If the stress and worry of living with a loved one has left you with physical or psychological pain, don’t be afraid to seek help for yourself. Just because you personally don’t have a drug or alcohol problem, and you haven’t been physically harmed or abused by the addict, doesn’t mean you don’t feel symptoms in other ways. The experience as a whole can lead to headaches, back pain, anxiety symptoms, a weakened immune system, depression, fatigue, and so forth. The mind and body are interconnected meaning that when we feel stressed, anxious, or depressed that negative energy can put our physical health in distress. Speaking with a counselor specializing in addiction, or pursuing one-on-one talk therapy with a psychologist can help alleviate the mental pain that’s also causing you physical pain. Attending free support groups like Al Anon and Nar Anon is highly recommended.
Set limits and show the addict that even though you refuse to enable them you still love them. With commitment, consistency and time this can aid their recovery, as well as your own. Although you’re making a big leap in the right direction, your boundaries might not be enough to keep them from using. Because addiction is a disease with no “cure” it is crucial to know what options are available. People enter recovery all the time, and many find success in maintaining their sobriety. Statistically we know that not everyone will be so lucky, and some will try and fail to stay sober at least once if not many times during their journey towards sobriety.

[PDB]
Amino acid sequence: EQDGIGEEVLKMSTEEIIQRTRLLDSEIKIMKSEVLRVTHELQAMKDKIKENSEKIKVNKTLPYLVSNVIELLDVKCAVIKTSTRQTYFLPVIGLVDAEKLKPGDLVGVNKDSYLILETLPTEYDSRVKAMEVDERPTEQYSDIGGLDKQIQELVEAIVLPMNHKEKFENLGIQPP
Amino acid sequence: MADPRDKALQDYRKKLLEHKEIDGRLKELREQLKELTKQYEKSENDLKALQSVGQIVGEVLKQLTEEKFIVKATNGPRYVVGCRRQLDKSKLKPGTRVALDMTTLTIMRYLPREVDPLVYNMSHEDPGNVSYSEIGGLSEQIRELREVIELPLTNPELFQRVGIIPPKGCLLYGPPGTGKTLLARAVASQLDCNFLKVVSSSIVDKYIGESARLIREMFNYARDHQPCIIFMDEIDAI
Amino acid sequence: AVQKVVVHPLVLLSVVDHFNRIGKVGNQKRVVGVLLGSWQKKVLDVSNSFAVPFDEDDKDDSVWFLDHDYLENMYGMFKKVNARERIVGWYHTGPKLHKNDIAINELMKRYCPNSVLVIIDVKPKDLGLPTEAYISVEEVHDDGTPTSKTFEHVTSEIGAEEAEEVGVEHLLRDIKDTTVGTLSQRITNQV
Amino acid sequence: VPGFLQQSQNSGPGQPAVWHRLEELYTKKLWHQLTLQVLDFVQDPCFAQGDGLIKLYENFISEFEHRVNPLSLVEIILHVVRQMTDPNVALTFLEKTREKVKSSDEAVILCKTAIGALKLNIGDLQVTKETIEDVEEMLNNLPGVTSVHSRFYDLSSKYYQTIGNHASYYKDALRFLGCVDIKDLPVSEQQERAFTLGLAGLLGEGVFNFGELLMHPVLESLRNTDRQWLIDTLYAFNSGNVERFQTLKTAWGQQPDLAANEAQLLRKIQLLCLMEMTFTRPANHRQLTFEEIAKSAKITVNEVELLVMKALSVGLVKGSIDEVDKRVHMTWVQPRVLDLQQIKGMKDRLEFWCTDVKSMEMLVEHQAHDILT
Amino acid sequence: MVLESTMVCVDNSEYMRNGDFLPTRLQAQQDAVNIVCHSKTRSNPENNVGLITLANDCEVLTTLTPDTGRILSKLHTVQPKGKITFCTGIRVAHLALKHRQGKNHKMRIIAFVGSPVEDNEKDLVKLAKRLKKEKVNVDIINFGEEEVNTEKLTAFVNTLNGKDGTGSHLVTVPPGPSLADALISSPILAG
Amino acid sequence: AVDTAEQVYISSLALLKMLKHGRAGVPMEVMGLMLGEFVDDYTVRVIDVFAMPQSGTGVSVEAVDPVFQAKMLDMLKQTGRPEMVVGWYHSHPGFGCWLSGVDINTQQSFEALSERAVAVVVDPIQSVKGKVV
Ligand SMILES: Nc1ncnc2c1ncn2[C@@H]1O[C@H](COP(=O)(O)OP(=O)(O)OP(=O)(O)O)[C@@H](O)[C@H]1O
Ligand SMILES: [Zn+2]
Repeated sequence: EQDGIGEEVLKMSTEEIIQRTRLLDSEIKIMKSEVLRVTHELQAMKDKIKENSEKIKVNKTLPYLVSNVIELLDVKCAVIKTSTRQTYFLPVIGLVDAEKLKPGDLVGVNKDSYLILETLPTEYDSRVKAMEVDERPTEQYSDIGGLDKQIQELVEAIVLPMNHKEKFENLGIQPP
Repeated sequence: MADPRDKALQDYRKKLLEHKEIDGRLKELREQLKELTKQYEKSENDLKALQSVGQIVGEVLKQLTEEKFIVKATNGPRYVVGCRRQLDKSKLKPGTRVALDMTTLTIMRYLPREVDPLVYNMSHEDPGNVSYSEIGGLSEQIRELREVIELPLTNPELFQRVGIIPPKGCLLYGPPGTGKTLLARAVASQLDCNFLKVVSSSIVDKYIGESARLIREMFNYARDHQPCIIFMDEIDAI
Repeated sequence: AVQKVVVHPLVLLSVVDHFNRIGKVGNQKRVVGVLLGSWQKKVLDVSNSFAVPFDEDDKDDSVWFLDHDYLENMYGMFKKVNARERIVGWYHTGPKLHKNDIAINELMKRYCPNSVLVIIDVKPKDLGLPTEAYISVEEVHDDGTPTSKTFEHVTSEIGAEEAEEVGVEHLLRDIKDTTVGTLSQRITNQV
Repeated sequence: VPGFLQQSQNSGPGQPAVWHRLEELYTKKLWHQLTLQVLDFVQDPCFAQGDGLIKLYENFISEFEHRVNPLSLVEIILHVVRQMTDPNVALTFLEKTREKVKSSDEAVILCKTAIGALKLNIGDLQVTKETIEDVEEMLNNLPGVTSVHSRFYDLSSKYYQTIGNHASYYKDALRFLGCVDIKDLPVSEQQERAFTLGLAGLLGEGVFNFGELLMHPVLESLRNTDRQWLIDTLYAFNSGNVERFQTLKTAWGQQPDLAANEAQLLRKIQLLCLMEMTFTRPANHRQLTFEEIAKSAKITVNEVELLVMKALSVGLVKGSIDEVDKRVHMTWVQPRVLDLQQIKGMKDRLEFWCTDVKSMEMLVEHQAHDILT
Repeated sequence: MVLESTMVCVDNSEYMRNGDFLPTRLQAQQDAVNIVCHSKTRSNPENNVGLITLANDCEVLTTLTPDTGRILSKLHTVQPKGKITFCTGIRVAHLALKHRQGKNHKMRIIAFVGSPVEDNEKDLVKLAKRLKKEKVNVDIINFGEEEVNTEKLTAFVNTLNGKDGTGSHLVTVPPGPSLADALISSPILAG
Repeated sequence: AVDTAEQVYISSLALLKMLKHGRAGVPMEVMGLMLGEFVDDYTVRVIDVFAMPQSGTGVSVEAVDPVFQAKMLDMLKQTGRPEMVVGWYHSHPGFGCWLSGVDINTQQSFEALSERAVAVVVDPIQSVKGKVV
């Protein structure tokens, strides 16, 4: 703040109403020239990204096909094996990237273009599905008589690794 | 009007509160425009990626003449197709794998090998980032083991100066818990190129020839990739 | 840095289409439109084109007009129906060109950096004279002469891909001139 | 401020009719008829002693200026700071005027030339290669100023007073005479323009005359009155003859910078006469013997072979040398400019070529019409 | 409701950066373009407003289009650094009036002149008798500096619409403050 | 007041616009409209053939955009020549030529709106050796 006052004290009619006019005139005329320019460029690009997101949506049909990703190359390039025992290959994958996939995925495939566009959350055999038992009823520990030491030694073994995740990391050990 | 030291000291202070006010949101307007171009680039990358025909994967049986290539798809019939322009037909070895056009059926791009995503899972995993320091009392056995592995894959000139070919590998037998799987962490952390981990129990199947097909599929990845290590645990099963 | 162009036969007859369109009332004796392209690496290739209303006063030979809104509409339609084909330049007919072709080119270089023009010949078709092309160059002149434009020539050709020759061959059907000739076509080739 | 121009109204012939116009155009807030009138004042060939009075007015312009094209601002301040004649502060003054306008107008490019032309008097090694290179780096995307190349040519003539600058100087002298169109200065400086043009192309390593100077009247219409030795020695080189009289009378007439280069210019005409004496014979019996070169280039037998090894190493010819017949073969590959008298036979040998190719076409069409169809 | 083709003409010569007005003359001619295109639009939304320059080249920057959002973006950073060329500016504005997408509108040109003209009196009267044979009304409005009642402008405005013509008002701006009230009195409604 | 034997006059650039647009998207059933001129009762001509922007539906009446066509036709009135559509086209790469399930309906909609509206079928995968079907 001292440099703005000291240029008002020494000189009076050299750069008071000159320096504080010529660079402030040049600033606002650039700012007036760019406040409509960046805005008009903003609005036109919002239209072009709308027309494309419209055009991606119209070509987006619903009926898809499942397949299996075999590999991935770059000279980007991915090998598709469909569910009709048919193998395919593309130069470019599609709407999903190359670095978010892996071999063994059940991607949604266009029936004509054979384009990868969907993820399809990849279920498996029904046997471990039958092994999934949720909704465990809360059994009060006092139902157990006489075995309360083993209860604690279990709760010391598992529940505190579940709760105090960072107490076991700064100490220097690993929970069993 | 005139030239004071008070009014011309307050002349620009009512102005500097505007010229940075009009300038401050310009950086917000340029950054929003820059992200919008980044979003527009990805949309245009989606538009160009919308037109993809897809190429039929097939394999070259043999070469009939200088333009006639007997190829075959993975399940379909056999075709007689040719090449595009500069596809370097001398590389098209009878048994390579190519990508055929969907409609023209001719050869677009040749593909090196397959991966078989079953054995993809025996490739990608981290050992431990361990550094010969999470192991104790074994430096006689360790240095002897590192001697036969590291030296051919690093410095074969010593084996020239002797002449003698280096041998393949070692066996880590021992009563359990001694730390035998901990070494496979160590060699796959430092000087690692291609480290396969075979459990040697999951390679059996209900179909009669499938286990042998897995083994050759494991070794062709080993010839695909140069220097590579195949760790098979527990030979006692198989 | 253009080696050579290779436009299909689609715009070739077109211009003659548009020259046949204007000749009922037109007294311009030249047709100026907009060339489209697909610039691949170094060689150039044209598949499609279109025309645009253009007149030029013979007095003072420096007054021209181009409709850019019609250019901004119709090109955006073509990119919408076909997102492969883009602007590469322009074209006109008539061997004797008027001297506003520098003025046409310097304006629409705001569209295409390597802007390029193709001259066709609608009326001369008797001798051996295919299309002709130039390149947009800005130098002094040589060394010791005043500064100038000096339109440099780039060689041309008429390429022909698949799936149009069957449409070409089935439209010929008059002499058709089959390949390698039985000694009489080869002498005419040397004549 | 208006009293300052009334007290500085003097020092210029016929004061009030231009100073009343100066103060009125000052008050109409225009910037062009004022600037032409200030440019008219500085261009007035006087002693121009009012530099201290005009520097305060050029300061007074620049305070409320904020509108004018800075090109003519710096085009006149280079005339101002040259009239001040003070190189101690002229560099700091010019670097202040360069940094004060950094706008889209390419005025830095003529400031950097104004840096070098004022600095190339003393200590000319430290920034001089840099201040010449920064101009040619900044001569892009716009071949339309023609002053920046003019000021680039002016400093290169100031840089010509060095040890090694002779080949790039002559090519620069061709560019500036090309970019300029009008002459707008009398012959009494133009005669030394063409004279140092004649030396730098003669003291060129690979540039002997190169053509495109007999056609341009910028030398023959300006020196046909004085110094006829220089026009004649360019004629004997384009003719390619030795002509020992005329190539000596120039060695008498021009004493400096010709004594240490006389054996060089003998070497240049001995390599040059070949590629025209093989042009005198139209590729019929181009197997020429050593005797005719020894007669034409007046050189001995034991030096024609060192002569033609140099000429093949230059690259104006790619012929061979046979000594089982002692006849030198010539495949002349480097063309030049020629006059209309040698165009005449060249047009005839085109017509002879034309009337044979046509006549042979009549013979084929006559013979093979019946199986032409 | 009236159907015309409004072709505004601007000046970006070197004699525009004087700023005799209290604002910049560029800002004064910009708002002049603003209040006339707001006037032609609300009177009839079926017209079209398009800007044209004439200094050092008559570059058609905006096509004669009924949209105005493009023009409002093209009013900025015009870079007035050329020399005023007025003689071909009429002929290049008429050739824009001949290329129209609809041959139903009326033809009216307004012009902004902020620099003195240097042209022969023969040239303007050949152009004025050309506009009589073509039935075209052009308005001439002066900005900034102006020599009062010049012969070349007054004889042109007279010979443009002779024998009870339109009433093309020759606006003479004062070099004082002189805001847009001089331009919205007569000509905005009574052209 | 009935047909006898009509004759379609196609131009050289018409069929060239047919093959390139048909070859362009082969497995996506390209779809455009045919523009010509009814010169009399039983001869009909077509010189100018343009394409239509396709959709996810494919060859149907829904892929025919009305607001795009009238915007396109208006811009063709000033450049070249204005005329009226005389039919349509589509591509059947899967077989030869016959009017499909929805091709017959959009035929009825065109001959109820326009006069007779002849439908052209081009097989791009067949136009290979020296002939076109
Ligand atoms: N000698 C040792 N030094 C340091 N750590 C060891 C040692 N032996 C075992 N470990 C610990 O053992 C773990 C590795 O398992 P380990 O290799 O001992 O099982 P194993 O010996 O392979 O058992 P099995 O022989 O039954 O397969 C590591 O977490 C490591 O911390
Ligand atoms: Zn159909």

Remember, you cannot force someone else’s recovery. What you CAN do is keep brochures around and be ready to listen to your addicted loved one with open ears and an open heart. Inform them that treatment options are available if and when they’re ready. They may open up to you about why, as they see it, they can’t give up the drug. Although addiction can be hereditary, something in the environment has to trigger it, like trying a drug or a drink for the first time with friends. If you loved one tells you most their friends use, they have easy access to drugs, or that the temptation is everywhere, you should talk to them about inpatient treatment.
There are many roads that can lead a person down the path to a lasting recovery. Even if the first attempt at treatment doesn’t turn them sober, the change in place and some sober time under their belt can show them recovery is possible. Outpatient care is another option that won’t require your loved one to move into a treatment center, but still provides them the opportunity to work with addiction doctors or counselors and participate in group therapy sessions with other patients who are similar to them.
With the love and support of the family and the option for professional counseling, group therapy, 12-step meetings THEY CAN DECIDE to change the way they’ve been living and receive the courage, strength, and hope for a future with long term sobriety.